The abundance of arable land, together with the addition of the second ingredient, labour, was enough to provide a platform for growth. In their initial stages both the United States and Argentina were scarcely populated, relative to their size, and thus relied on immigration to fill and work their productive farmland. Argentina was particularly successful at this; Argentina’s population rose from 4 million in 1895 to 7.9 million in 1914, and to 15.8 million in 1947. This rapid supply of labour created a significant boost to growth when combined with capital and fertile land. The Unites States experienced a similar phenomenon (although immigration had been taking place for a considerably longer period in its case).  It acquired 25 million new citizens over the period 1850 to 1930, again mostly from Europe. The US, like Argentina, relied on immigration to provide the changing demography necessary to take full advantage of its natural resources.

            These two ingredients created a catalyst for growth in both countries’ economies’, although the effects were more striking in Argentina.  Argentina’s growth between the 1860 to 1930 period was so impressive that it was expected to eventually become the Untied States of South America. GDP per capita rose from 35% of the United States in 1880 to 80% in1905. By 1913 Argentina’s income per head was on par with France or Germany's and far ahead of Spain’s or Italy’s. So where and why do these similar recipes diverge? Why did the promise of Argentina fail? The trouble lies with the final ingredients. Although Argentina managed growth for seven decades, we shall see that the seeds of disaster were already sown and would manifest themselves in the Great Depression of the 1930’s.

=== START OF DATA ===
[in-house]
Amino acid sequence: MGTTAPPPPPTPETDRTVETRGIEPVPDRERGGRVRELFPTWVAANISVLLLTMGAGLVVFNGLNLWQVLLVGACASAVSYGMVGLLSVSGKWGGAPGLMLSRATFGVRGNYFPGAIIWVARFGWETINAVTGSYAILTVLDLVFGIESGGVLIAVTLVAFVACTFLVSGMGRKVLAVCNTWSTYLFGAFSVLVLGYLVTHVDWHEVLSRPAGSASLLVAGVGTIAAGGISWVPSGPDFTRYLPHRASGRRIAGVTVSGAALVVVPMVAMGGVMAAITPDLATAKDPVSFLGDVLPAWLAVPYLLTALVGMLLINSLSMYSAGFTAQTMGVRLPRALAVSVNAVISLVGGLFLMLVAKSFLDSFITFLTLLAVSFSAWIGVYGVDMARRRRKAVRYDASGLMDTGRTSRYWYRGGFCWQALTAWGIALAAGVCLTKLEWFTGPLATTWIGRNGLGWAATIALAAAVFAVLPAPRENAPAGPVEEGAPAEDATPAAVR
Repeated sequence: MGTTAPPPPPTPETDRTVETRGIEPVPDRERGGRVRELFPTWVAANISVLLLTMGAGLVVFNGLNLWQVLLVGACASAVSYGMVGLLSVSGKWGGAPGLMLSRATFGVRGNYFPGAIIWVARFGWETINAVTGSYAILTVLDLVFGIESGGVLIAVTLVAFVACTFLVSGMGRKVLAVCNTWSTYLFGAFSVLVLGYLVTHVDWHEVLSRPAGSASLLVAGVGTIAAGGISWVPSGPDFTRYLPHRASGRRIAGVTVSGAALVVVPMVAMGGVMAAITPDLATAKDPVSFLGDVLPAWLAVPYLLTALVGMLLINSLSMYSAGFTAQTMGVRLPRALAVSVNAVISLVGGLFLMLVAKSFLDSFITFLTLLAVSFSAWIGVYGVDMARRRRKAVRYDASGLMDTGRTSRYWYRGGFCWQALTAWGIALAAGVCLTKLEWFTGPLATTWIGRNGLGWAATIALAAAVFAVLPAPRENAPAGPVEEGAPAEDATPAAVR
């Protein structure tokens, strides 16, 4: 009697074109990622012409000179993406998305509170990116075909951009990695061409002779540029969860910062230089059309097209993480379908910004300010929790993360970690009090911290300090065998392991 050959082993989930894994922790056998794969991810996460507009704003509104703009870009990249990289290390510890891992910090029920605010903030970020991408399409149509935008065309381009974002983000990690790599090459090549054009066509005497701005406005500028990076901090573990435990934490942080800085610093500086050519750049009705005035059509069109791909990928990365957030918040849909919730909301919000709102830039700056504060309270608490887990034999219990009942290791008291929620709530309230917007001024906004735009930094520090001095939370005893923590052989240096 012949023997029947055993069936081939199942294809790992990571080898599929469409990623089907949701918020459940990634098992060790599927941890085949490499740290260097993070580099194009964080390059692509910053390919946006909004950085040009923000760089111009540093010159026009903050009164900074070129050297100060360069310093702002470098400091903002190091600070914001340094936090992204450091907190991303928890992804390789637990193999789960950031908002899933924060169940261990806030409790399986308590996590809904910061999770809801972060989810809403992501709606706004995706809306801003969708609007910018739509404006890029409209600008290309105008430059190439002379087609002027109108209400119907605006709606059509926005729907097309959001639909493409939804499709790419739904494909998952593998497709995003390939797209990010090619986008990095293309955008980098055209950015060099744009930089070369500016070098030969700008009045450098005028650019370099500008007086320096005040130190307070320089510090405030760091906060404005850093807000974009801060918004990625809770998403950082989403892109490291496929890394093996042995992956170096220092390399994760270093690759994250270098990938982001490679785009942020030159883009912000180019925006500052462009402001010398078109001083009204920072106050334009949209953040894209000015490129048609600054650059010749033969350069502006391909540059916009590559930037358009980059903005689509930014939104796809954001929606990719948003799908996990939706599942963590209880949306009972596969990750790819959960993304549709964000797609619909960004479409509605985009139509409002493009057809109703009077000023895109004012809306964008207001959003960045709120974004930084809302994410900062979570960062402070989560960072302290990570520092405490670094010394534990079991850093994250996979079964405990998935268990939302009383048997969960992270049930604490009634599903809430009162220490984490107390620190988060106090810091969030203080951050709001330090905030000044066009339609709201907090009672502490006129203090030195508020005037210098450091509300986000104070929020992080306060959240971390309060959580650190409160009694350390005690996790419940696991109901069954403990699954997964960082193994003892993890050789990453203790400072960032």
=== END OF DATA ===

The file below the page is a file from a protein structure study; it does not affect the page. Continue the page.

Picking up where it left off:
Let’s start with the presidential system, one in which a president is both head of state and head of government. This particular ingredient can be notoriously difficult to work with. While the US’s presidential system has created one of the world’s most stable democracies, the same cannot be said of other countries who have adopted it.  Indeed the presidential system has been referred to as; ‘America’s most dangerous export’. This is because it gives broad powers to the executive branch the power to veto bills, appoint cabinets, and crucially to assume emergency powers. While, this has the advantages in terms of speed and decisiveness it can lend itself to authoritarian government. The US’s well developed system of checks and balances at both federal and state level have helped it avoid these problems. However, Argentina did not have strong legislative and judicial branches or even local government to act as a check on its executive branch. Indeed, Peron, following the first coup in 1930, impeached the Supreme Court, entirely eliminating the judicial branch as a check. The 1949 constitution then destroyed the separation of powers. This sealed the fate of Argentina’s presidential system. Without a history of stability the system could not develop the checks and balances it needed to prevent the political instability Argentina has suffered since the 1930s.